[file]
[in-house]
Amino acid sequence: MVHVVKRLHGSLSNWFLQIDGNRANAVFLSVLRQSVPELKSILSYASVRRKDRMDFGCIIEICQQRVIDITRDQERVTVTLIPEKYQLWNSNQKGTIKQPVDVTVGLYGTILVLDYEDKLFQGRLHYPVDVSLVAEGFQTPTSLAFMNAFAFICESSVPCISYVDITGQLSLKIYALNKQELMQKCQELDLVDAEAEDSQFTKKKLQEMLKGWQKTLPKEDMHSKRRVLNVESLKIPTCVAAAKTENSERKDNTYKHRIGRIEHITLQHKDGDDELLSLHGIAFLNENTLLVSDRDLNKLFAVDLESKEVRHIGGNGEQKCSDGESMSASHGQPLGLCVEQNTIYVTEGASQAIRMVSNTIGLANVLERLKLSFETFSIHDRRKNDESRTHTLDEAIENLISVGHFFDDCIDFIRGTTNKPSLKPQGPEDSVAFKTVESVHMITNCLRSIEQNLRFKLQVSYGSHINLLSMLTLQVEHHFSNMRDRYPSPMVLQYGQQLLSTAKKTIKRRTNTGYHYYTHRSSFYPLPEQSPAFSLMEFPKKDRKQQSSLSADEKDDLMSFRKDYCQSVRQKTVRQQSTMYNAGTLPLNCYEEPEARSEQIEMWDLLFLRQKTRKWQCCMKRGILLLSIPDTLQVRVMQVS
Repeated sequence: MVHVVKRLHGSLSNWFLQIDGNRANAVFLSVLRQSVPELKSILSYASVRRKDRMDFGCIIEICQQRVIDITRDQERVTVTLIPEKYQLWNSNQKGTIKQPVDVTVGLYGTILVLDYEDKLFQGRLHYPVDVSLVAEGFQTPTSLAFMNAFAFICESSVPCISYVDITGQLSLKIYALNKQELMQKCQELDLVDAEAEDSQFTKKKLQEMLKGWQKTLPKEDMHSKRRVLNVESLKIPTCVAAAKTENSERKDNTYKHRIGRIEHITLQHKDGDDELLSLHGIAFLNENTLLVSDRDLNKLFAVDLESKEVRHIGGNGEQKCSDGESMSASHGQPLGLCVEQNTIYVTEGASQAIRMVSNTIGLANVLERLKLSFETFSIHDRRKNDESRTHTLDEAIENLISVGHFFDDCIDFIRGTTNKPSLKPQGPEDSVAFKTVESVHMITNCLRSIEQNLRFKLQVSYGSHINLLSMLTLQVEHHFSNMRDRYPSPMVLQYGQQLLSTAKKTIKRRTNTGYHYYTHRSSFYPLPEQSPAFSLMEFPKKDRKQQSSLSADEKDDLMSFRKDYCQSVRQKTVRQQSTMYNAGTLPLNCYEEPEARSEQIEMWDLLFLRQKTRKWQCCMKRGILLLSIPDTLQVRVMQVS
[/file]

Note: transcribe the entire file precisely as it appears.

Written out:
[in-house]
Amino acid sequence: MVHVVKRLHGSLSNWFLQIDGNRANAVFLSVLRQSVPELKSILSYASVRRKDRMDFGCIIEICQQRVIDITRDQERVTVTLIPEKYQLWNSNQKGTIKQPVDVTVGLYGTILVLDYEDKLFQGRLHYPVDVSLVAEGFQTPTSLAFMNAFAFICESSVPCISYVDITGQLSLKIYALNKQELMQKCQELDLVDAEAEDSQFTKKKLQEMLKGWQKTLPKEDMHSKRRVLNVESLKIPTCVAAAKTENSERKDNTYKHRIGRIEHITLQHKDGDDELLSLHGIAFLNENTLLVSDRDLNKLFAVDLESKEVRHIGGNGEQKCSDGESMSASHGQPLGLCVEQNTIYVTEGASQAIRMVSNTIGLANVLERLKLSFETFSIHDRRKNDESRTHTLDEAIENLISVGHFFDDCIDFIRGTTNKPSLKPQGPEDSVAFKTVESVHMITNCLRSIEQNLRFKLQVSYGSHINLLSMLTLQVEHHFSNMRDRYPSPMVLQYGQQLLSTAKKTIKRRTNTGYHYYTHRSSFYPLPEQSPAFSLMEFPKKDRKQQSSLSADEKDDLMSFRKDYCQSVRQKTVRQQSTMYNAGTLPLNCYEEPEARSEQIEMWDLLFLRQKTRKWQCCMKRGILLLSIPDTLQVRVMQVS
Repeated sequence: MVHVVKRLHGSLSNWFLQIDGNRANAVFLSVLRQSVPELKSILSYASVRRKDRMDFGCIIEICQQRVIDITRDQERVTVTLIPEKYQLWNSNQKGTIKQPVDVTVGLYGTILVLDYEDKLFQGRLHYPVDVSLVAEGFQTPTSLAFMNAFAFICESSVPCISYVDITGQLSLKIYALNKQELMQKCQELDLVDAEAEDSQFTKKKLQEMLKGWQKTLPKEDMHSKRRVLNVESLKIPTCVAAAKTENSERKDNTYKHRIGRIEHITLQHKDGDDELLSLHGIAFLNENTLLVSDRDLNKLFAVDLESKEVRHIGGNGEQKCSDGESMSASHGQPLGLCVEQNTIYVTEGASQAIRMVSNTIGLANVLERLKLSFETFSIHDRRKNDESRTHTLDEAIENLISVGHFFDDCIDFIRGTTNKPSLKPQGPEDSVAFKTVESVHMITNCLRSIEQNLRFKLQVSYGSHINLLSMLTLQVEHHFSNMRDRYPSPMVLQYGQQLLSTAKKTIKRRTNTGYHYYTHRSSFYPLPEQSPAFSLMEFPKKDRKQQSSLSADEKDDLMSFRKDYCQSVRQKTVRQQSTMYNAGTLPLNCYEEPEARSEQIEMWDLLFLRQKTRKWQCCMKRGILLLSIPDTLQVRVMQVS